The Greek astronomer Hipparchus wrote a Star Catalogue between the years 170 and 120 BC – however, the astronomical text has been lost for centuries. This has now changed, as a team of researchers has uncovered the partially-erased text in a medieval manuscript.
Researchers from the CNRS, Sorbonne University and Tyndale House were able to make the discovery during their examination of the Codex Climaci Rescriptus ‒ a book made up of parchments that were erased and then rewritten on, also known as a palimpsest. The original writings in the Codex date from the 5th century AD, but were then erased and written over in the 9th or 10th century.
Researchers and students at Tyndale House, which is affiliated with Cambridge University, began examining the manuscript in 2012, trying to decipher words that had been erased. They soon found writing about astronomy, which prompted further research and eventually multispectral imaging photography, which could show more writing not visible to the naked eye.
A section of the lost text has been transcribed. Translated into English, it states:
Corona Borealis, lying in the northern hemisphere, in length spans 9°¼ from the first degree of Scorpius to 10°¼8 in the same zodiacal sign (i.e. in Scorpius). In breadth it spans 6°¾ from 49° from the North Pole to 55°¾. Within it, the star (β CrB) to the West next to the bright one (α CrB) leads (i.e. is the first to rise), being at Scorpius 0.5°. The fourth9 star (ι CrB) to the East of the bright one (α CrB) is the last (i.e. to rise) [. . .]10 49° from the North Pole. Southernmost (δ CrB) is the third counting from the bright one (α CrB) towards the East, which is 55°¾ from the North Pole.
This information helped to confirm that this was the writing of Hipparchus.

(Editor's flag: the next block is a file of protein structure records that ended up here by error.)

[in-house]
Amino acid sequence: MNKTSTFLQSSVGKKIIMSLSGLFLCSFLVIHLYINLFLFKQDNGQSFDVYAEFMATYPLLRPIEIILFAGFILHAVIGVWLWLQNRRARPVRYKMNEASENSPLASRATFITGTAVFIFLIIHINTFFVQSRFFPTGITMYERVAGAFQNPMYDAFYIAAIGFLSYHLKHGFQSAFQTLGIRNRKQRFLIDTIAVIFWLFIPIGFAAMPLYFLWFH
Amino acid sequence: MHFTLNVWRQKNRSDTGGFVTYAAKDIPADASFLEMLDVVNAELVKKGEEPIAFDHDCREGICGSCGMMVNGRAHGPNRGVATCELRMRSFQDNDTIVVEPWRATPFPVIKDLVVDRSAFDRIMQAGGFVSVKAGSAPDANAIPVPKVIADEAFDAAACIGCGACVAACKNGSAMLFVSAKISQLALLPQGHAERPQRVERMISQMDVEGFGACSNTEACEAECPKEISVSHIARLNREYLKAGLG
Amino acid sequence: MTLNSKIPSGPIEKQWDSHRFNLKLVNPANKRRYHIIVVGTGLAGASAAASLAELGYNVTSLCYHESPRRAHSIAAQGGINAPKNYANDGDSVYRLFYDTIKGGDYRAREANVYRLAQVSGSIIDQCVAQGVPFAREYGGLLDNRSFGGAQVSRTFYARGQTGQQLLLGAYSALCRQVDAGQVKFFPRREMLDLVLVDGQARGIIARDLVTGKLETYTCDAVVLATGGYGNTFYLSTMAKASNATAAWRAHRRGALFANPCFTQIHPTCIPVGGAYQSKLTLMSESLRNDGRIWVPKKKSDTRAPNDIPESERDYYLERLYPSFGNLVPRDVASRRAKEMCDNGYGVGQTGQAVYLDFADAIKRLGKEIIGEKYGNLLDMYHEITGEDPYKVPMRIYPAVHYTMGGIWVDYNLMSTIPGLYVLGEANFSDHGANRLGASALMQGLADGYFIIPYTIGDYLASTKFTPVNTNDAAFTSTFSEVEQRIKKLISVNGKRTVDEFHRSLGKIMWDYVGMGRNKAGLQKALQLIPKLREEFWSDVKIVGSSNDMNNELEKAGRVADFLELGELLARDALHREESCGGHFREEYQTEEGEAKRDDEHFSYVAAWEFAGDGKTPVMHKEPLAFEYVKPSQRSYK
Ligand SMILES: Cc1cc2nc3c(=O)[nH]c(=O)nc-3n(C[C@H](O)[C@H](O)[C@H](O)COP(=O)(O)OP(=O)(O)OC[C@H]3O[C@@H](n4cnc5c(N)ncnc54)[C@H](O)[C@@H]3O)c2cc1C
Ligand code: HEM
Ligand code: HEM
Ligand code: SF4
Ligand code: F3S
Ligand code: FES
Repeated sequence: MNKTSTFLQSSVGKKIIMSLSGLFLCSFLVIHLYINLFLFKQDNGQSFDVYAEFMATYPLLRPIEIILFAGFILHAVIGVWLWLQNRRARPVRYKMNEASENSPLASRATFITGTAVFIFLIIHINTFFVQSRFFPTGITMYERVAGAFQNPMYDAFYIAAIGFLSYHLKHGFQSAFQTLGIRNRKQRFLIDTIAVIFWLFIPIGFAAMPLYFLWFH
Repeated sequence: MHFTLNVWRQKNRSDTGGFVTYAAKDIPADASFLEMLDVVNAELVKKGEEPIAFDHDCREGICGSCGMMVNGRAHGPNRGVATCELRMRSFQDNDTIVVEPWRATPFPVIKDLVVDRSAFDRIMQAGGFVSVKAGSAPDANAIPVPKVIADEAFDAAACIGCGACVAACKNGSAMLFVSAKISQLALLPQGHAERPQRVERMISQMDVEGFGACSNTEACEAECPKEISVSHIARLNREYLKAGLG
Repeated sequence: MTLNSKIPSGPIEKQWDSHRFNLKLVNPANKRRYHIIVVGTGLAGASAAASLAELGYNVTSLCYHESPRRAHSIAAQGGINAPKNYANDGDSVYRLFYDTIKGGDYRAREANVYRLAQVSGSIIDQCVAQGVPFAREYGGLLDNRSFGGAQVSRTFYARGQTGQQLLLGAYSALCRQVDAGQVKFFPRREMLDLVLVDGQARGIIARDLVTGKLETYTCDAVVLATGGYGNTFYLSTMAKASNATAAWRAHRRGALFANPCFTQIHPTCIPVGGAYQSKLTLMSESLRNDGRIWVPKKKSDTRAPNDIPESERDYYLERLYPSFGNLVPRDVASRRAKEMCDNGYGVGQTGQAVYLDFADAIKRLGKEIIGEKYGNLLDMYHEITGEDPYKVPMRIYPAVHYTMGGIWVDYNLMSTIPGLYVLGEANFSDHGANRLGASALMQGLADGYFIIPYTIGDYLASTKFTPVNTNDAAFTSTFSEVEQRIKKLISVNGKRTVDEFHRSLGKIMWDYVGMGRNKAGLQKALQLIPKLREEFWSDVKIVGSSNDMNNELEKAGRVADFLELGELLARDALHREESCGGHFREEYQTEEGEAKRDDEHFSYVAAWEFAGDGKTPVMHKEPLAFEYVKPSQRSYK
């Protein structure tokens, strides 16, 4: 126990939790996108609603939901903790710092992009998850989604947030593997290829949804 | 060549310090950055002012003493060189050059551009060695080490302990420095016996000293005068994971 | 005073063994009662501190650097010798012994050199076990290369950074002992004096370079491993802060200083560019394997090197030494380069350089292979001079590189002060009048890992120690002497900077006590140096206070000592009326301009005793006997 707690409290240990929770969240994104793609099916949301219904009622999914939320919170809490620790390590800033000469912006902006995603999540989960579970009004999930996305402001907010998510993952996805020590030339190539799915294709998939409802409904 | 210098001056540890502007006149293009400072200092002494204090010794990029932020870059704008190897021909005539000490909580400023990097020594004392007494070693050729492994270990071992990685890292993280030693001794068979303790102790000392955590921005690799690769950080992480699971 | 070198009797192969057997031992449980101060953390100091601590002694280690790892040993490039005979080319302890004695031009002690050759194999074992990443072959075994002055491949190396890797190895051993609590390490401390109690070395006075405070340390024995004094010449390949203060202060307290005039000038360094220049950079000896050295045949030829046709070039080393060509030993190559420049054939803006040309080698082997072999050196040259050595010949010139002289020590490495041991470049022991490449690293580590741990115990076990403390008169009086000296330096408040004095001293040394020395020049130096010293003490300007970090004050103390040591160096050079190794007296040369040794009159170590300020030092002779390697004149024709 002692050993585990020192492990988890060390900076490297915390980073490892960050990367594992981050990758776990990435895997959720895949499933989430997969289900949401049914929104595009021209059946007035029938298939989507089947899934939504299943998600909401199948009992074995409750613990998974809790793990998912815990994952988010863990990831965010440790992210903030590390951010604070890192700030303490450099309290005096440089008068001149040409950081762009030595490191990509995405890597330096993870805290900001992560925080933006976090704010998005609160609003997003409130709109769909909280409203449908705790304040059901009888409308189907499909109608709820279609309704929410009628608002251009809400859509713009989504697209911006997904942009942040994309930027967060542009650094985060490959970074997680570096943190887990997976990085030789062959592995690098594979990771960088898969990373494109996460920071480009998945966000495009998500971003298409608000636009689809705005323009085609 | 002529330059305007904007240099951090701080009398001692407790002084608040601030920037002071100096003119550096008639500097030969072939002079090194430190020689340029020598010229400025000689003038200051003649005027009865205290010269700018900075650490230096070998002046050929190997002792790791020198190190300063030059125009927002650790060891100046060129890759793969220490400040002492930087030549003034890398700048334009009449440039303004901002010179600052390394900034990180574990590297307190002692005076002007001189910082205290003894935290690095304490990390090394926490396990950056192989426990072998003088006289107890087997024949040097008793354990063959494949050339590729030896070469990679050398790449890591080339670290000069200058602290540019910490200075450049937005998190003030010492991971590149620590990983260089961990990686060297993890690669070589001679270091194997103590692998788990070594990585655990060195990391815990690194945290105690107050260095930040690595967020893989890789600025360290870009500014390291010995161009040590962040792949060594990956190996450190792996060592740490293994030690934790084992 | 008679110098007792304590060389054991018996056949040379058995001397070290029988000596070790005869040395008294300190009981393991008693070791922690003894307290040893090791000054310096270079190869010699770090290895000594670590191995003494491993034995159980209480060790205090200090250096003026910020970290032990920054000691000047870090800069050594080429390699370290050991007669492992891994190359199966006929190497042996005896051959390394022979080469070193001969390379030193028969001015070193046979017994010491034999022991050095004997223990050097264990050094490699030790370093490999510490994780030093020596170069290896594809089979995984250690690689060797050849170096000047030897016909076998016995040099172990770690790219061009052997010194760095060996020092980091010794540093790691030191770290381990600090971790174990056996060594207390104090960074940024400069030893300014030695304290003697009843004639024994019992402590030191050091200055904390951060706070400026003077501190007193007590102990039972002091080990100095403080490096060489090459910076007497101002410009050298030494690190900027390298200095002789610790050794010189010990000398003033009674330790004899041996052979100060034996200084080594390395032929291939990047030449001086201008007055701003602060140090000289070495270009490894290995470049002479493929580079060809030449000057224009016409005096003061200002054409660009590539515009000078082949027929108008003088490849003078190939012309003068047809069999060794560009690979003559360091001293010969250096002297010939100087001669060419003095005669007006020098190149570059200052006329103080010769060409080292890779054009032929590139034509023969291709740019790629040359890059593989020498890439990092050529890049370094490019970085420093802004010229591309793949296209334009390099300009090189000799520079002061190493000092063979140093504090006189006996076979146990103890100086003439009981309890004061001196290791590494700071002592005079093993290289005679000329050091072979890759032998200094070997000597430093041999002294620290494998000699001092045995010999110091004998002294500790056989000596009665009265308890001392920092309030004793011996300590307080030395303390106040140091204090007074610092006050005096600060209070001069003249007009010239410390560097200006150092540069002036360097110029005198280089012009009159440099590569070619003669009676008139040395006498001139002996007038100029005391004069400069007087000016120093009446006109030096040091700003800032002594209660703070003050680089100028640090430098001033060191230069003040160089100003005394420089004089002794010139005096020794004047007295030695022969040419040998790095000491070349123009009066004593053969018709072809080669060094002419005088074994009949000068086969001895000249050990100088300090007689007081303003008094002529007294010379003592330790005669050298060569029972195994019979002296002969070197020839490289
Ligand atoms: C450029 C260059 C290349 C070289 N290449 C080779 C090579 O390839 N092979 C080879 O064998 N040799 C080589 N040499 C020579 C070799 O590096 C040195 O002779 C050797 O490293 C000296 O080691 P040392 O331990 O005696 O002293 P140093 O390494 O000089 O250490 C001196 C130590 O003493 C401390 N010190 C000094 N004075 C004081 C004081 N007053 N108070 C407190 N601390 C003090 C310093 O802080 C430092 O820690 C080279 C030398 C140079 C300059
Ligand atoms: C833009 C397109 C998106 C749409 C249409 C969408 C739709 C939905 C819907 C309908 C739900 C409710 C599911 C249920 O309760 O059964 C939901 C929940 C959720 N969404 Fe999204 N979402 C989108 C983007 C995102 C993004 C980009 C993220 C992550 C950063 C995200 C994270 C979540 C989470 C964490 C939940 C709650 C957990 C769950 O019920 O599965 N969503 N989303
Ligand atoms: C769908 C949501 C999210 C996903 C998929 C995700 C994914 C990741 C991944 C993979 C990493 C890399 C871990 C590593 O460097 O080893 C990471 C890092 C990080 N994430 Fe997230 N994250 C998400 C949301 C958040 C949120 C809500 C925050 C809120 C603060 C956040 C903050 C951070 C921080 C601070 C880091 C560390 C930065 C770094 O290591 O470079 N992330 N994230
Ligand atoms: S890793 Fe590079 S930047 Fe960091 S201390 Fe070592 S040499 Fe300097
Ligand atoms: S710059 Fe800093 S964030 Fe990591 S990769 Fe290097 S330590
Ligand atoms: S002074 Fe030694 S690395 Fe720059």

The fragments of the Star Catalogue are the oldest known to date and bring major advances in its reconstruction. Firstly, they refute a widespread idea that Claudius Ptolemy’s Star Catalogue is merely a “copy” of Hipparchus’ as the observations of the four constellations are different. Furthermore, Hipparchus’ data are verified to the nearest degree, which would make his catalogue much more accurate than Ptolemy’s, even though it was composed several centuries earlier.
For the research team this major discovery sheds new light on the history of astronomy in antiquity and on the beginnings of the history of science. Above all, it illustrates the power of advanced techniques, such as multispectral imaging, whose application on illegible palimpsests could save numerous lost texts on philosophy, medicine or horticulture from oblivion.
The article, “New evidence for Hipparchus’ Star Catalogue revealed by multispectral imaging,” by Victor Gysembergh, Peter J. Williams, and Emanuel Zingg, appears in the Journal for the History of Astronomy, Vol. 53:4 – click here to read it.
Top Image: Image: A section of a page from Codex Climaci Rescriptus during the multispectral analysis. Museum of the Bible (CC BY-SA 4.0). Photo by Early Manuscripts Electronic Library/Lazarus Project, University of Rochester; multispectral processing by Keith T. Knox. Courtesy Tyndale House